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4 General Conventions

Unless otherwise stated, Gtk+ functions and variables are made available in Guile with names transformed to Scheme style. This means underscores become hyphens, and only lower case is used.

For instance the C function gtk_label_new is gtk-label-new in Guile, or GTK_WIDGET_FLAGS is gtk-widget-flags.

The following general rules are applied to parameters and return values.

NULL is represented as #f, for functions which accept or return that.
int, gint, etc
All integer types are simply Guile integers. Range checks are applied to parameters, and “inexact” values are not accepted, even if they happen to be integers. (see Exact and Inexact Numbers)
Booleans are returned as the usual Scheme #t and #f. For parameters, any non-#f value is taken to be true.
GList, GSList etc
Glib lists are returned as Guile lists. For instance gtk-container-children returns a list of widgets. In parameters, either a Guile list or vector can be given.
C level arrays are returned as Guile lists. In parameters, either a Guile list or vector can be given. For instance gtk-curve-set-vector takes a list or vector of floats.
Enumerations are represented in Guile as symbols, with names corresponding to the C definitions and without the prefix indicating their type.

For instance GtkWindowType value GTK_WINDOW_TOPLEVEL is just the symbol toplevel, hence a call (gtk-window-new 'toplevel).

Sets of flags (bitwise ORs at the C level) are represented in Guile as a list of symbols, possibly an empty list, with names corresponding to the C definitions and without the prefix indicating their type.

For example a GdkModifierType value could be the list (shift-mask control-mask).

Multiple return values
Multiple values are returned in a list. This is the C return value plus values stored through pointers.

For example at the C level gtk_pixmap_get returns a GdkPixmap and a GdkBitmap via pointers. Guile Gtk function gtk-pixmap-get returns these in a two-element list.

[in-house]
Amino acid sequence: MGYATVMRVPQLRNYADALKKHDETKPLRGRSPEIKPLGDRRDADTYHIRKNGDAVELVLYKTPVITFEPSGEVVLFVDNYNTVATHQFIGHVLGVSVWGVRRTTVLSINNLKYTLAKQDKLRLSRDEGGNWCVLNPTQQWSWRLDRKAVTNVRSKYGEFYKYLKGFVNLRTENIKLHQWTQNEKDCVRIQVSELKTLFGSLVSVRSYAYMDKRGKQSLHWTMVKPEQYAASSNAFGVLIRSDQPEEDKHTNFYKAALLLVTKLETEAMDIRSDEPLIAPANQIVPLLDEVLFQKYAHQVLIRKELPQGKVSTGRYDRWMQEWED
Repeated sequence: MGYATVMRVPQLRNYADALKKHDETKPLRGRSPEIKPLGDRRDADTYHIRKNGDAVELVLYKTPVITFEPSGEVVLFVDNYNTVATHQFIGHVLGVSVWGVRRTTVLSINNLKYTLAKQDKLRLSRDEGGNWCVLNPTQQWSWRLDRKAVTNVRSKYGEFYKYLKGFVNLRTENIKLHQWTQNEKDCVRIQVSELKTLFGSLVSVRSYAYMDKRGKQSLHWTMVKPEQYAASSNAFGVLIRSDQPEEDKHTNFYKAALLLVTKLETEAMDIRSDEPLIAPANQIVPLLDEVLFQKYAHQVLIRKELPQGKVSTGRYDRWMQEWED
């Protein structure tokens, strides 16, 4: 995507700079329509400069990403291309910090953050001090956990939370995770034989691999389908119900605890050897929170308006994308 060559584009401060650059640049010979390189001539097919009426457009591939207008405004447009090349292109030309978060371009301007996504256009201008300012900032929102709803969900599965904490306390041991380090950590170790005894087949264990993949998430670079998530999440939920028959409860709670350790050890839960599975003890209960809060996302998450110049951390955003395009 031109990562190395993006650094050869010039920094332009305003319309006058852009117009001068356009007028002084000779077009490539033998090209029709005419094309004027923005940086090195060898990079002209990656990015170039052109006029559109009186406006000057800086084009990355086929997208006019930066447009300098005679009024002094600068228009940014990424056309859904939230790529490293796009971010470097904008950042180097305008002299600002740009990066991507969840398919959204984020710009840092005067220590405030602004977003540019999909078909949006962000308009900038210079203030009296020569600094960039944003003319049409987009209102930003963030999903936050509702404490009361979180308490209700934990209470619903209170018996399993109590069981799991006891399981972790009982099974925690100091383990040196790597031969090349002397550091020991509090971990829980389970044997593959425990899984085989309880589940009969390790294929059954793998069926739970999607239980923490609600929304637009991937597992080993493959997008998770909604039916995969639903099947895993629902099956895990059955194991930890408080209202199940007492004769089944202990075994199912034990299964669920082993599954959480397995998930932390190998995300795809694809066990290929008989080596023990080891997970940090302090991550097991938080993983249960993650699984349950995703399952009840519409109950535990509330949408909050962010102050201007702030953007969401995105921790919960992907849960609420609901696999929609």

Or for example gdk_window_at_pointer returns a GdkWindow and stores an x and y through pointers. These are returned from gdk-window-at-pointer in a three element list.

Gtk generally uses strings encoded in UTF-8. Guile (versions 1.6 and 1.8) has no direct notion of multi-byte characters in strings, so applications will need to be careful.

Converting to GdkWChar with gdk-mbstowc (see Gdk Module) is one way to identify character boundaries at least.

GType (and GtkType which is the same thing) values are represented as a distinct kind of Scheme level objects, except for GTK_TYPE_INVALID which is represented as #f. Types can be compared with equal?.

As a convenience, functions expecting a GtkType can be passed a symbol which is the name of the type. For example,

          (gtk-widget-new 'GtkLabel)

For types known to Guile Gtk (anything appearing in the defs files), Guile Gtk will call the type initialization functions when necessary. Other types will be available only once relevant C code has created them.

Each GObject is represented uniquely at the Scheme level, so widgets etc can be compared or hashed with eq?. An object is destroyed when garbage collected, if it's not otherwise in use by Gtk.

Type predicates like GTK_IS_CHECK_BUTTON are implemented as for instance gtk-check-button?. There are no type checking casts like in C, Guile Gtk functions expecting a particular object class always check they get it or a sub-class.

GError parameters at the C level are implemented as scm-error style throws see Procedures for Signaling Errors. For example gdk-pixbuf-new-from-file (see GdkPixbuf Module) is called as
          (gdk-pixbuf-new-from-file "myfile.png")

and if an error occurs it may throw for instance

          (scm-error 'g-error "gdk-pixbuf-new-from-file"
                     "Failed to open file 'myfile.png': No such file or directory"
                     '(g-file-error-quark 4))

The data parameter is a list of error domain and code number.

Guile Gtk programs can use Guile threads in the normal way, but note that the Gtk and Gdk libraries are not thread-safe and that the Guile Gtk interface has no special protection against two threads calling Gtk/Gdk simultaneously. gdk-threads-enter and gdk-threads-leave are available though, and can be used the same as in a C program.

Perhaps in the future additional threading protection will be provided by Guile Gtk. Presently two threads both calling Gtk/Gdk can crash the interpreter, the idea would be to guard against that.